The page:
Saturday, November 7, 2009

The Tru Art of Rob Small

Years ago, I met a fellow contemporary artist who's also a good friend of mine by the name of Rob Small. His art can best be defined as the air that we breathe... meaning that it can be everywhere and anywhere; which pretty much encompasses the fluid nature of his work, which seeps into the literal fabric of the things we wear to the pages of the graphic novels we read. His work runs the gamut from the readily urban and accessibly popular, to the more obscure and lesser known to a specific niche type of references. Whether it be a line borrowed from a movie serving as a new cache phrase à la guerrilla art motif, or a piece of clothing that has been modified and custom made with a word or two borrowed from popular culture, Rob Small's art is Tru (sic) in every sense of the word. I was fortunate enough to share a couple of words with him recently, and this is what he had to say... Enjoy!

PS: What artists, be they visual, literary, musical, etc. would you say have the most profound effect on you as an artist and/or as a whole? (Editor's note: I got a little tongue tied with the word literary, now I know what Barbara Walters must feel like on a bad night!)

RS: Hmmm...Well I would have to say, as far as music goes...I would have to say Portishead, I love that stuff! Kind of dark and melancholy, which is kind of funny 'cause some of my stuff is really colorful and bright, but at the same time... I like to you know; use it as a contrast to when I'm feeling down in the dumps. I listen to some Portishead, some Wu-tang, I like a little gangsta.

Visual... let me see, oh! I would say Shepard Fairey, (he's) very influential. I like the propaganda type of look and feel. If this was a video, you would see the shirt I'm wearing... it looks like a dictator tee! [laughs]

Tru Art Image 1

PS: [laughs] Would you say (that) Shepard Fairey's (brand of) guerrilla art movement has a profound influence on you as an artist?

RS: Hehehe!

PS: I know it's kind of redundant, but...

RS: Yeah, yeah, that's funny... Did you have to think about that?

PS: No, no... it's just that (Editor's note: Apparently I was speaking too fast to decipher exactly what I was saying here, but I think that what was said was basically just a general motioning towards the piece of paper on which the interview questions were on, which Rob just so happen to glance at during the entire course of this interview, which pretty much made everything be downright utterly predictable and not at all spontaneous... note to self: in the future do try to keep the interview questions outside of the field of view from the interviewee in order to maintain the integrity of the random set of questions!)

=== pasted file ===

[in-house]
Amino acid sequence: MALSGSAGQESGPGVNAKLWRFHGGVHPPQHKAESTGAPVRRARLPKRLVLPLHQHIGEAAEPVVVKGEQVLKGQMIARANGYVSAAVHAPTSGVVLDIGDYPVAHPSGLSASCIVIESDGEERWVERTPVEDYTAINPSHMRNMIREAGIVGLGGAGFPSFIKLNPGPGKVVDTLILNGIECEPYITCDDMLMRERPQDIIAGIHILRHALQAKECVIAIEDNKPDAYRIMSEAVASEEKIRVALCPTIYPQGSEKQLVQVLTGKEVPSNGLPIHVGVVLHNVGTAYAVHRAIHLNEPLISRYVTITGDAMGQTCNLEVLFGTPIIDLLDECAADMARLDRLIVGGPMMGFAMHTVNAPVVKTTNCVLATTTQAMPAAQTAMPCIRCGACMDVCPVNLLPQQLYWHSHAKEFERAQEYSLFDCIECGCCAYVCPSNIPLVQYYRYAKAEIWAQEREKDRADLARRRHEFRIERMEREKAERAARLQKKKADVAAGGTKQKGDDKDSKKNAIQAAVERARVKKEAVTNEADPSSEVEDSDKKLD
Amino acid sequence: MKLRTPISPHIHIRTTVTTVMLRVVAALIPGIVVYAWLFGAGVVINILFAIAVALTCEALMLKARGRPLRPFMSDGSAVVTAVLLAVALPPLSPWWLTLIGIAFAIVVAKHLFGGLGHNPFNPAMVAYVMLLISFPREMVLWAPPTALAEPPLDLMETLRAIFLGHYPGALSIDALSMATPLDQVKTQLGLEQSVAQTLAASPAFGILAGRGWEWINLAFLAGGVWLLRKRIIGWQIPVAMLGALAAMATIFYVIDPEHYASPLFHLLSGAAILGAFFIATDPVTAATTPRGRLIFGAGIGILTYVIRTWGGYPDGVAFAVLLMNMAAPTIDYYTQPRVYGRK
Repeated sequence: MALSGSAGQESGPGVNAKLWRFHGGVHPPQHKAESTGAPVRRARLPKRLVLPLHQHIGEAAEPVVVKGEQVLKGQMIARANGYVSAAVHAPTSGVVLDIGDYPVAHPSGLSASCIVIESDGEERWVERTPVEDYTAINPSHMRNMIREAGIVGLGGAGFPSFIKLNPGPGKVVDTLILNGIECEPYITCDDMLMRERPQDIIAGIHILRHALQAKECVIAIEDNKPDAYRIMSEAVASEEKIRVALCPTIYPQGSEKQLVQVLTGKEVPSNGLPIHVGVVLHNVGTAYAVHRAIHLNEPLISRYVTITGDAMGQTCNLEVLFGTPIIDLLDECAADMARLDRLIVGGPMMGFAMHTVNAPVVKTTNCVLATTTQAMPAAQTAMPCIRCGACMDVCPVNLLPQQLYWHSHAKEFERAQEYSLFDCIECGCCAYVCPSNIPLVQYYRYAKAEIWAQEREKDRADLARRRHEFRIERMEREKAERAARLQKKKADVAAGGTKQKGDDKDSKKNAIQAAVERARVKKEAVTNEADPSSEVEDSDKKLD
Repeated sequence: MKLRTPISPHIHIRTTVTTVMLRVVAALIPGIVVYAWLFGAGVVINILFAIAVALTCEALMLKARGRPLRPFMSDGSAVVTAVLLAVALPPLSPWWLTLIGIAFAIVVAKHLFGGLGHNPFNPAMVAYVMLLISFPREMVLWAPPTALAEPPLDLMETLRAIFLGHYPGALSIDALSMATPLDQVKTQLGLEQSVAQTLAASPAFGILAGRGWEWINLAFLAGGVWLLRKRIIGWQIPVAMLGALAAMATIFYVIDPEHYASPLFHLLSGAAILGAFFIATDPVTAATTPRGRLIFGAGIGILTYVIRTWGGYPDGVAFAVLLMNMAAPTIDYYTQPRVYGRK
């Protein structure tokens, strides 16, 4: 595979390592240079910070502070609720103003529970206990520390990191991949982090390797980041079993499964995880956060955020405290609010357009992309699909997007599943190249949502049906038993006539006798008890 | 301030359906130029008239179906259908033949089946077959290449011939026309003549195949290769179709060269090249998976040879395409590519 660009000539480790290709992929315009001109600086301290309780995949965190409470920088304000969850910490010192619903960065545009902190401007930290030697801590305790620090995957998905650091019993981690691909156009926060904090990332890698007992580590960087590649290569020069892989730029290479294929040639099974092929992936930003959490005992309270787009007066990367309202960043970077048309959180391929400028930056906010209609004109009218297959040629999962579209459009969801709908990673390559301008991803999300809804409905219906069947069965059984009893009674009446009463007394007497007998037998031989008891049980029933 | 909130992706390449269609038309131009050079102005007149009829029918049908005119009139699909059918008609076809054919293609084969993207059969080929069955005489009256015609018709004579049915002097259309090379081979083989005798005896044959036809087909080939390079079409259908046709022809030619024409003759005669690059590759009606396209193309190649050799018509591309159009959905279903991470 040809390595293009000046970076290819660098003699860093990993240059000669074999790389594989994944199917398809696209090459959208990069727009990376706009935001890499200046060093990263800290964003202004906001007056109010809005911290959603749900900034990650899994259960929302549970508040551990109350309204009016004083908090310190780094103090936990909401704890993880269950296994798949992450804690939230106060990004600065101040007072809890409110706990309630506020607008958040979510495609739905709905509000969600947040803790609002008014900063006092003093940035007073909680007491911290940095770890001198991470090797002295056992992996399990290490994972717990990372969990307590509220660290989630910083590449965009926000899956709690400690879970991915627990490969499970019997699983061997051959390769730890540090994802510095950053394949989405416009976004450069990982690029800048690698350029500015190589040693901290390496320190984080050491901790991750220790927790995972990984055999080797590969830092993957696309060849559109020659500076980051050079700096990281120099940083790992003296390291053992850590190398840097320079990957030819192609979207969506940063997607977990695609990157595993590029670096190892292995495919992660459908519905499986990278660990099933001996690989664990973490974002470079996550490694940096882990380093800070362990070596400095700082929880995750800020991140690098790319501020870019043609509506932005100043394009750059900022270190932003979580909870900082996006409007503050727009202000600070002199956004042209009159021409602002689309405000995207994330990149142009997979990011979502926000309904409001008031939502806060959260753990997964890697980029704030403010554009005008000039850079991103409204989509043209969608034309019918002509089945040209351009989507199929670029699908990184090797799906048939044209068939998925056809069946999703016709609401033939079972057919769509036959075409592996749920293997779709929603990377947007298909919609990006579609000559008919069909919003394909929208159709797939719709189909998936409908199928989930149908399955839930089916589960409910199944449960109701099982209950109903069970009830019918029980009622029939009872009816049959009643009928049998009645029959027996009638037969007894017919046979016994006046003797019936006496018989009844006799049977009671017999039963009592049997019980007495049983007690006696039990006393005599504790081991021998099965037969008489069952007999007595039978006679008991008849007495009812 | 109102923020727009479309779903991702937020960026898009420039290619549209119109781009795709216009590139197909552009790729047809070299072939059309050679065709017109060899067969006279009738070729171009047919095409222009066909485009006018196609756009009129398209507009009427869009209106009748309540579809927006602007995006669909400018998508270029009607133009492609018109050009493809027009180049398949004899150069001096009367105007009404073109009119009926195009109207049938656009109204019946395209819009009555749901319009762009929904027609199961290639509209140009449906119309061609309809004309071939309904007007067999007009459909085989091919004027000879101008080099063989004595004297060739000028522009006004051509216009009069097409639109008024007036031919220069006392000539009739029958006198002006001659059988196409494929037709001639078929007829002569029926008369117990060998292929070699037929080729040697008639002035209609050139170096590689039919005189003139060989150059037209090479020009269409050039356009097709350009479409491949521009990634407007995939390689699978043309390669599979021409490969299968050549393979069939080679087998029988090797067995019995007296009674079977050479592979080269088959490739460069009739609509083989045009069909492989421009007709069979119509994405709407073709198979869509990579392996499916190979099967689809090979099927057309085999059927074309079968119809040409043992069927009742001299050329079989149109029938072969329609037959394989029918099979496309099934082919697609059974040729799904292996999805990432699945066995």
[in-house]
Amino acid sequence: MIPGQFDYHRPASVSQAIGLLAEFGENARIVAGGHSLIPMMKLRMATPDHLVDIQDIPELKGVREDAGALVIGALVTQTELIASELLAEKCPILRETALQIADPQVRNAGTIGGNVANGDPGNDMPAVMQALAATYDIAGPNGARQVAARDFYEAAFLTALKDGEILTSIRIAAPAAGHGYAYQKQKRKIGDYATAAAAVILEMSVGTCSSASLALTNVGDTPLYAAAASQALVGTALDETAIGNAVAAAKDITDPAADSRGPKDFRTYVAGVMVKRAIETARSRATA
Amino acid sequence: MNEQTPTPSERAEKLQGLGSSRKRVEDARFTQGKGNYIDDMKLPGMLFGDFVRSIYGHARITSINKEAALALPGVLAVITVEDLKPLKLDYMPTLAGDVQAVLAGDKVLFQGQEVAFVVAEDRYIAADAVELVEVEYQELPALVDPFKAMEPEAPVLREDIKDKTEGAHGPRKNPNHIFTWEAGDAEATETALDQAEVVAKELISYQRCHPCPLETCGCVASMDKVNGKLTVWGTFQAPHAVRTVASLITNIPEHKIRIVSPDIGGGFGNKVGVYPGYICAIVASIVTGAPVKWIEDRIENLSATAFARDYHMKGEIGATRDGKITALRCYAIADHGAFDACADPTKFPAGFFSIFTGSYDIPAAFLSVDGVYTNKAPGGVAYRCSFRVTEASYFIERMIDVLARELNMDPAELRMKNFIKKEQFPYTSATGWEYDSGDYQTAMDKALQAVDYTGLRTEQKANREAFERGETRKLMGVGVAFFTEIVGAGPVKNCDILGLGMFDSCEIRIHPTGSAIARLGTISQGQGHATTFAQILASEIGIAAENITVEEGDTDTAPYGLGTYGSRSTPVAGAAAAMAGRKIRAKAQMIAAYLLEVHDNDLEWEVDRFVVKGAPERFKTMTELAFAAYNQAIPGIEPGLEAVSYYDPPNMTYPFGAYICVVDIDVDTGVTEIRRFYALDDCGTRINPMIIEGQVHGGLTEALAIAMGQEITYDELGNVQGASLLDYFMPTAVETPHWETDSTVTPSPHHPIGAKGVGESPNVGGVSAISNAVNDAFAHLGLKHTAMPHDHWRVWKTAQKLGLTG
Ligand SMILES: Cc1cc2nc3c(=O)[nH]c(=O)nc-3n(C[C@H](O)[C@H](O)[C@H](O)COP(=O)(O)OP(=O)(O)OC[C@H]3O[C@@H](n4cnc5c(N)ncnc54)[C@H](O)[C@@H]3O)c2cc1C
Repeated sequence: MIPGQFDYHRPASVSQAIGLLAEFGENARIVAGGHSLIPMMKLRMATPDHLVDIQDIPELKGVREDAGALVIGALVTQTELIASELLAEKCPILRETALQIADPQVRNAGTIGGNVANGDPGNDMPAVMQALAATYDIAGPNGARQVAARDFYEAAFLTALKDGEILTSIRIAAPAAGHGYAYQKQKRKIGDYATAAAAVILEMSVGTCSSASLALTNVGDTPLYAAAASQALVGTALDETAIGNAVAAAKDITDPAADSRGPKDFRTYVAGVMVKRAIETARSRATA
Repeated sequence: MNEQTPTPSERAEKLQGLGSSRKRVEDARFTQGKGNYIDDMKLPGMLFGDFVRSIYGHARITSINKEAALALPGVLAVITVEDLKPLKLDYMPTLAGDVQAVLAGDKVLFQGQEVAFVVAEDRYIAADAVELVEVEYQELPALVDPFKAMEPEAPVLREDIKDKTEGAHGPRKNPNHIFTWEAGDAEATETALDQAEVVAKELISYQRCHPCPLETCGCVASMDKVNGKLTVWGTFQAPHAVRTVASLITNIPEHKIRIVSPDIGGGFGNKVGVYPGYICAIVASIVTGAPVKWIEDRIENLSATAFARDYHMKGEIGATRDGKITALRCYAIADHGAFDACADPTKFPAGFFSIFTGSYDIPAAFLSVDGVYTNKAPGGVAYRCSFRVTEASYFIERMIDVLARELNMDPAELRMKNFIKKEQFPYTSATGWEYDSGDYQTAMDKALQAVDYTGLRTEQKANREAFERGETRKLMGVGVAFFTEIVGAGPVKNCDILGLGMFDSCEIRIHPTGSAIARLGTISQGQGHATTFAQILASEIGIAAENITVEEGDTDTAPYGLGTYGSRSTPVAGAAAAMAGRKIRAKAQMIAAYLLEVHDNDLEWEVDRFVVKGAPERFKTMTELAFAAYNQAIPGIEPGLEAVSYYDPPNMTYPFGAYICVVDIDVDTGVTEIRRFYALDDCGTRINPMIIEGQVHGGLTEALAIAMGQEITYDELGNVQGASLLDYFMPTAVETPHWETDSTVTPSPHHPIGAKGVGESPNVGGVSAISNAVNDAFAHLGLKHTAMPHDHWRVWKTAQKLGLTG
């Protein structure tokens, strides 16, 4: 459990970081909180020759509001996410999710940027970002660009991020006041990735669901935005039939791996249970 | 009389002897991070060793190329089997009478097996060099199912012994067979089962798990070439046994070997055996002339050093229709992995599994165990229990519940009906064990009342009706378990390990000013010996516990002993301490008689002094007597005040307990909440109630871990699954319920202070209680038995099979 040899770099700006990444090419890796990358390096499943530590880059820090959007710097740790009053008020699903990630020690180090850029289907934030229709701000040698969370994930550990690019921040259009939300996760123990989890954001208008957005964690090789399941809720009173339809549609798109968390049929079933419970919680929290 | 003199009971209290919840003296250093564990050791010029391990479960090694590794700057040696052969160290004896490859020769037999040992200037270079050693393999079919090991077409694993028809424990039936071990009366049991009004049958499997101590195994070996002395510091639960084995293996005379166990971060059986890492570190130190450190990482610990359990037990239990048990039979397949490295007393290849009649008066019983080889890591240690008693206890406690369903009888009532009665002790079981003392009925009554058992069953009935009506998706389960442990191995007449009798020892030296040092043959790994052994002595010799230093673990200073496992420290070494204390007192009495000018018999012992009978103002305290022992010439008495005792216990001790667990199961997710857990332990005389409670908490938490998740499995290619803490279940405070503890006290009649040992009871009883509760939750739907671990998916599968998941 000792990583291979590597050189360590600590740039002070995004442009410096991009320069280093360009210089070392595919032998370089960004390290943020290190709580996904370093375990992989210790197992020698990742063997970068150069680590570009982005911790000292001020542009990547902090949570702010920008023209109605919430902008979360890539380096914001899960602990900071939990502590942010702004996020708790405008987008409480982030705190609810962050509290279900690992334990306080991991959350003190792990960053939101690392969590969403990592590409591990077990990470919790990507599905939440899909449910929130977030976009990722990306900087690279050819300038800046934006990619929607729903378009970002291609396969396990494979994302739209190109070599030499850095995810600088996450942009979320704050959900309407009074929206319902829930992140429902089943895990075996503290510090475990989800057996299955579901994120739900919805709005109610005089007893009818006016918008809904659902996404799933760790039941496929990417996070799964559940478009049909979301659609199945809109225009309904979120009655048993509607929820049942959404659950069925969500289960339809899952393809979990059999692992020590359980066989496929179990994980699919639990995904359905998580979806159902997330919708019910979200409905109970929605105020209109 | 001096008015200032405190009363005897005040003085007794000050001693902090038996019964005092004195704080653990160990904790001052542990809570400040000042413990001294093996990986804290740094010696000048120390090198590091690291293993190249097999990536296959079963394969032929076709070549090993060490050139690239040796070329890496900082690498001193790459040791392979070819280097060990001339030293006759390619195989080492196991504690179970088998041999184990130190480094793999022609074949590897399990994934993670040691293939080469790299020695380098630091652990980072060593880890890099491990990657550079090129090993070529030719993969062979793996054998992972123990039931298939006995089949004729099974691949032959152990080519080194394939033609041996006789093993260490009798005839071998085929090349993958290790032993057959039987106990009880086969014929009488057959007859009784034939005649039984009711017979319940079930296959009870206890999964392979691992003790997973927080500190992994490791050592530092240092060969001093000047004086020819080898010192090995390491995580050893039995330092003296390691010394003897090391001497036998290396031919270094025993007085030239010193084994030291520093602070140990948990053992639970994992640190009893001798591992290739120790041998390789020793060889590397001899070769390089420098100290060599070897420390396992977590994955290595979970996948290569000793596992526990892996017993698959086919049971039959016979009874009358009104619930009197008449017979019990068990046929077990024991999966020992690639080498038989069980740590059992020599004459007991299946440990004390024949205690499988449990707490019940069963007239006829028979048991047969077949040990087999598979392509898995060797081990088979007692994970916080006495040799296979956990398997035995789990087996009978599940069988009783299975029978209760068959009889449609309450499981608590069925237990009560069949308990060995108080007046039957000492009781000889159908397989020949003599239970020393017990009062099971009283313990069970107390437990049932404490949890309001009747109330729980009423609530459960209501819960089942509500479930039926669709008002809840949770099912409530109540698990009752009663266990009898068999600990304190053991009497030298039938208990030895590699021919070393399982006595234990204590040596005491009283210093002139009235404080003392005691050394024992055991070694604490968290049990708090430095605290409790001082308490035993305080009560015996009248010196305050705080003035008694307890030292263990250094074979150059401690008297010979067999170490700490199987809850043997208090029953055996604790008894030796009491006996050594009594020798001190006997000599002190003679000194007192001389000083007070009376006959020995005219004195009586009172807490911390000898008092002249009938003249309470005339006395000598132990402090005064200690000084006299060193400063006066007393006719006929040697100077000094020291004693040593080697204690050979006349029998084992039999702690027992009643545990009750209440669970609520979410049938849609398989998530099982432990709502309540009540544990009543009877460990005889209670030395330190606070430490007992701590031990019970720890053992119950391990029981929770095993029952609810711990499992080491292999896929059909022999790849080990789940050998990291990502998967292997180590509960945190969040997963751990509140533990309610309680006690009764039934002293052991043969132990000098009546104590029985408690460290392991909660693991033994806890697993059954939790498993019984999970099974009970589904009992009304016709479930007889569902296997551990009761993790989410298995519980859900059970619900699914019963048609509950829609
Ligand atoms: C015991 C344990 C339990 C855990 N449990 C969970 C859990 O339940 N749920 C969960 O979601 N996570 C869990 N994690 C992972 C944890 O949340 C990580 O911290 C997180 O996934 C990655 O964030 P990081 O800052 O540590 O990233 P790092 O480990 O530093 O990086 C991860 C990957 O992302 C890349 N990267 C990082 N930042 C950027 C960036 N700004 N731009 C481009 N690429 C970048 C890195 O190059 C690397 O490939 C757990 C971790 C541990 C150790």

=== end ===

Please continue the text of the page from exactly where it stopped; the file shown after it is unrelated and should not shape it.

RS: Yeah, yeah, there you go... Shepard Fairey, very propaganda; very...you know, kind of like...mixing in the guerrilla tactics, like how he used to post up all the stickers all over the place with Andre the Giant that said Obey on it, that was pretty cool. Mmmm hmmm...

PS: How long have you been a commercial artist and what prompted you to venture into this line of work?

RS: Well, I guess I wanted to do this, because... because it's the only thing I know how to do very, very well... [laughs]

PS: [laughs]

RS: ...that I could make money off of, anyway. Um, how long have I been doing it for? Making money off of it... I would say probably like three years, you know... selling little things here and there, doing portraits for people, and starting with the shirts and web design, things of that nature. Ever since I learned web design in college, you know I started to learn, messing with that, and a little graphics here and there; freelancing.

PS: So then... let me get a complete understanding, okay? Aside from you doing the comic books, you do the web design, and you also do like clothing.

RS: Mmmm hmmm...

PS: Which one would you say is your most favorite, you know... particular one to do?

Tru Art Image 2

RS: I would say the clothing, because I like the idea of being able to wear art or being able to present it on an everyday basis. I like art being practical art, instead of it just hanging on the wall for people to enjoy, I like practicality, that's what I like. Another thing is the dynamic to the sneaker culture; I kind of see sneakers as an architectural, artistic combination, and then you can also wear it out and put on your feet; and it's practical and useful...